Hyperhomocysteinemia is considered to be involved in many diseases from cardiovascular to neurological illnesses. It is generally agreed that two general mechanisms cause hyperhomocysteinemia: one is low vitamins (B12, B6, folic acid) supplies and second the main enzymes deficiencies (cystathionine ß-synthase deficiency and methylenetetrahydrofolate reductase deficiency). Hypehomocysteinemia is today considered a severe risk factor in vascular illnesses. Many approaches envisage lowering homocysteine levels by vitamin B or oral folic acid supplementation but many recent studies show that vitamins administration fail to give a real clinical benefit and suggest that B vitamins might instead increase some cardiovascular risks in [50,51]. However not all patients with cardiovascular events or neurodegenerative diseases are enzymes deficient or poor vitamins supplied. The majority of research works report hyperhomocysteinemia associated to many diseases but the question what triggers hyperhomocysteinemia is yet to answer. An interesting hypothesis suggests that in fact hyperhomocysteinemia is more a secondary effect that amplifies in its turn the initial injury [52]. Brattström and Wilcken in [52] consider that impaired renal function due to hypertension and atherosclerosis is an important cause of the elevated plasma homocysteine found in vascular disease patients. The reasons are as follows. Atherogenesis and elevation of blood pressure commonly develop silently over many years before the emergence of clinically evident vascular events. These processes also lead to nephrosclerosis and a degree of deterioration of renal function, and this is highly relevant to the plasma clearance of homocysteine. For these reasons, the presence of vascular disease itself may contribute to an elevation in circulating homocysteine by leading to a decline in renal function. This means that because of reduced renal function, patients with either occult or clinically evident cardiovascular disease may have elevated circulating homocysteine concentrations (figure 20). This could also explain the relation between plasma homocysteine and the severity of atherosclerosis.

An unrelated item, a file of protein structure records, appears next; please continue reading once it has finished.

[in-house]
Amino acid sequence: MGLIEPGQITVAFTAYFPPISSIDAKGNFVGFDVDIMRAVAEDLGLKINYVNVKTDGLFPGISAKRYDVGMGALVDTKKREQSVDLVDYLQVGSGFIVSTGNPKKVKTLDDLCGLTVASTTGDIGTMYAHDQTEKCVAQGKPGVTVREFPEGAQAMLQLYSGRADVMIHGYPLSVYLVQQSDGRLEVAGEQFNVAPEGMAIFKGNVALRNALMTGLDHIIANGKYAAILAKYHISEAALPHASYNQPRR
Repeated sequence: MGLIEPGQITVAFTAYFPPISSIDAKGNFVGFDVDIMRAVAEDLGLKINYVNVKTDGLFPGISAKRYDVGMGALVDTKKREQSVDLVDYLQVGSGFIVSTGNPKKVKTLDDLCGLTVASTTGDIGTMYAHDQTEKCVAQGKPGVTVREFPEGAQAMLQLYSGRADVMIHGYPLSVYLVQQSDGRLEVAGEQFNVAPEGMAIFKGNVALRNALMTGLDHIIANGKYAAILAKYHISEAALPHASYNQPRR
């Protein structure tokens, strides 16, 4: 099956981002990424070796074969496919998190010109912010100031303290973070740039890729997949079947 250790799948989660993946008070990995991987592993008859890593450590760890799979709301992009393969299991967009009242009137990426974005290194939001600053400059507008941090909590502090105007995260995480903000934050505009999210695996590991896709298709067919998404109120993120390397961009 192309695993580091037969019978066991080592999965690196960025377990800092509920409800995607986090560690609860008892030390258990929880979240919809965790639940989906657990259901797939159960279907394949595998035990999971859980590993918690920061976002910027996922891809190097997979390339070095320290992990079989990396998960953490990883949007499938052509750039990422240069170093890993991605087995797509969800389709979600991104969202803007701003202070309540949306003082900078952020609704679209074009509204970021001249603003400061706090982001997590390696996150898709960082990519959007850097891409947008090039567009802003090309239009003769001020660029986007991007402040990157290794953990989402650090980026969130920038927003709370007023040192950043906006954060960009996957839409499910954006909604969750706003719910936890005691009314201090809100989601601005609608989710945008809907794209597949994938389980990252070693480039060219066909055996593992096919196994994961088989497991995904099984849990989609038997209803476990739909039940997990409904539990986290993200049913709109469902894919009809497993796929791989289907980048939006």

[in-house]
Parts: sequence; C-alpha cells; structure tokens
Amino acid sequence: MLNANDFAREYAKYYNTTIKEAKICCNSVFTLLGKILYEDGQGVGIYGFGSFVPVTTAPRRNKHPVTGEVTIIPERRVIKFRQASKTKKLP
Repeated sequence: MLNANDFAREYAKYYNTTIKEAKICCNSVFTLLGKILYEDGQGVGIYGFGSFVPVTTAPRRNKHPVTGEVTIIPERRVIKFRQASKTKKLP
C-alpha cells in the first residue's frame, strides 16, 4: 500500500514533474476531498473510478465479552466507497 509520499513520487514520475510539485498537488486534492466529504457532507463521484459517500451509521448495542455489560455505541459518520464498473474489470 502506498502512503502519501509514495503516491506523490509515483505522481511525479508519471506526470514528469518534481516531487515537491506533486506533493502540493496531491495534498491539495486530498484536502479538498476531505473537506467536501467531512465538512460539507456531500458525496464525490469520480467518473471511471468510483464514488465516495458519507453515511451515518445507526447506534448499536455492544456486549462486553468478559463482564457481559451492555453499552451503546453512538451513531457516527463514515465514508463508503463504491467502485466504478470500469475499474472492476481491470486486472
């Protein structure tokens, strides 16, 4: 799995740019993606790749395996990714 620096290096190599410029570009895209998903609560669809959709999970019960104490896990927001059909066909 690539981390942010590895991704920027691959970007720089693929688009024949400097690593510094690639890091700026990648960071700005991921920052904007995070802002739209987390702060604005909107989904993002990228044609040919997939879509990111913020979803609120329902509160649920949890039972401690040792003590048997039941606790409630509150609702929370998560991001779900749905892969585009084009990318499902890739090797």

Figure 20.

Proposed mechanisms for the causes of hyperhomocysteinemia (taken from [52] )

2.3. Hyperhomocysteinemia a disturbing factor of the endothelial function

Homocysteine refers to all species that contain and can release homocystein including homocystine (the dimer of homocysteine) and mixed cysteine-homocysteine disulfide or homocysteine bound on proteins. In fact the major form of homocysteine in circulation, around 70% is protein bounded.

In early data normal levels of homocysteine were admitted to be around 15µM/L. It was found that homocysteine slightly increases with age in [53]. Levels of 15-30 µM/L corresponds to mild, 30-100 µM/L to moderate and more than 100 µM/L to severe hyperhomocysteinemia in [54].

Nowadays it is considered that concentrations below 9 micro mol/L are an appropriate target level for therapy in [55].

Nowadays it is generally accepted that homocysteine promotes thrombosis with simultaneously vasodilatation inhibition. It is considered that homocysteine triggers its effects by three distinct mechanisms which can possibly integrate and are not mutually exclusive; oxidative processes, decreasing NO bioavailability and specific protein targeting (figure 21).

Figure 21.

Homocysteine adverse effects. (+/─ represent activation/inhibition processes)

Even the precise path was not yet established, it seems that Hcys inhibits some “good” factors and activates same “bad” factors that finally influence the processes of thrombosis-fibrinolysis and constriction–vasorelaxation and which are summarized in (figure 21) [56].